Your preceptorship placement will not "make or break you." There are many schools
that don't offer a preceptorship at all. The most valuable things this placement can teach you are: critical thinking, time management, prioritization, and give you an opportunity to gain experience with clinical skills. My preceptorship was done on an adult respiratory floor and my first job after graduation was in the PICU. Very different populations with some overlap, but the experience that I gained managing a 4-5 patient assignment during my capstone was what benefitted me most as a new grad. The clinical skills I learned, such as tracheostomy cleaning and suctioning, chest tube care and physical assessment were also helpful.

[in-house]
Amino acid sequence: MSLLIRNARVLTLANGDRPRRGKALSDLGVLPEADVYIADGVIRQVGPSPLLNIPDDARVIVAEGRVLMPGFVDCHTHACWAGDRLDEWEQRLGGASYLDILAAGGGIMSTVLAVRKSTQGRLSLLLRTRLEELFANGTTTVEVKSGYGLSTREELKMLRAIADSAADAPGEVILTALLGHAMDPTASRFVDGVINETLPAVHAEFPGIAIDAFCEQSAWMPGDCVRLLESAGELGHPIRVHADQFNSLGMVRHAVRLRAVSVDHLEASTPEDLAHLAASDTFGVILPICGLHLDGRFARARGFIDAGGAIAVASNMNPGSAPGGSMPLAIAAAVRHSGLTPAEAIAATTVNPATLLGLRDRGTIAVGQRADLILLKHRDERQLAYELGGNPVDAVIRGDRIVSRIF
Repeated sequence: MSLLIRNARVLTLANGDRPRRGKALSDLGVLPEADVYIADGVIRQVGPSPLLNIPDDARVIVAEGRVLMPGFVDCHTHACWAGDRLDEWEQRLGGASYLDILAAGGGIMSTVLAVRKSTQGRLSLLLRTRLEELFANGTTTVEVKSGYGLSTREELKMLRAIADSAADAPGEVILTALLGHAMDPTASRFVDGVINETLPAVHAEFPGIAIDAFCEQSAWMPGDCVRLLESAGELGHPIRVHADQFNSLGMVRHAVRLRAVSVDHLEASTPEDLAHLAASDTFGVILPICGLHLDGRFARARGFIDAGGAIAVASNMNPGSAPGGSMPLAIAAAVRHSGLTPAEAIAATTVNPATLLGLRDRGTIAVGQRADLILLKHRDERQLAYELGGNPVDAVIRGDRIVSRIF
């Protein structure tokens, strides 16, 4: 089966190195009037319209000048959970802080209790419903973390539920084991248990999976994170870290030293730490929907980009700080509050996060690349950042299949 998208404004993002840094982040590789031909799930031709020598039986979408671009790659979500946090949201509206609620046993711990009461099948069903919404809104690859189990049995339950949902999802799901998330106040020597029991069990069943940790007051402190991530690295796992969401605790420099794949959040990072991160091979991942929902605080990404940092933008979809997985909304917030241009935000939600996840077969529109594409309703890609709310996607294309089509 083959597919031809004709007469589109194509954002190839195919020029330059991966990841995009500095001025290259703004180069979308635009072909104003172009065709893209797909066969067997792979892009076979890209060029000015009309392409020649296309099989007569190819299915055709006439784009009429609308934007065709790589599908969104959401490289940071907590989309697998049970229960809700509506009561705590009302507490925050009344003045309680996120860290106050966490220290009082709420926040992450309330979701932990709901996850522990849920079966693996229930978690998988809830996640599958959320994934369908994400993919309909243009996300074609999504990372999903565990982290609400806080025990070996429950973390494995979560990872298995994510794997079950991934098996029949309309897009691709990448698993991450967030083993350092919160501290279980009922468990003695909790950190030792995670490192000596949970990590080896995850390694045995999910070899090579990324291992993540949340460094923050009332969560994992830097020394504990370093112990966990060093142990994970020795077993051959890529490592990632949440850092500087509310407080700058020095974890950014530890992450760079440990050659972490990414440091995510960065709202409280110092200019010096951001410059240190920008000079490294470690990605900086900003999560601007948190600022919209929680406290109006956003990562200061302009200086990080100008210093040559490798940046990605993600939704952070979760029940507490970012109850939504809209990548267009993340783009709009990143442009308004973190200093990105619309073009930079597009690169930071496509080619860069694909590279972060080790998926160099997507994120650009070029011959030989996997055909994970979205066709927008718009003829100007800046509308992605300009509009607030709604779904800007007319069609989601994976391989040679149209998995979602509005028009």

Choose an area that will maximize your ability to provide as much care and gain as much experience as possible. Remember, there is no guarantee you will get a job in your desired specialty right after graduation. Your preceptorship should prepare you for any job, not just one. I would not choose L&D. The patient population is very limited and your ability to perform nursing skills will be limited as well. Many L&D patients elect not to have students involved in their care. If the NICU placement will allow you to perform skills, then that may be a good option. However, many NICUs allow students to perform very few tasks. If your role will be primarily observing, then this placement will not benefit you over all. You can't go wrong with an inpatient floor, and the skills you learn will be applicable no matter what area you land a job.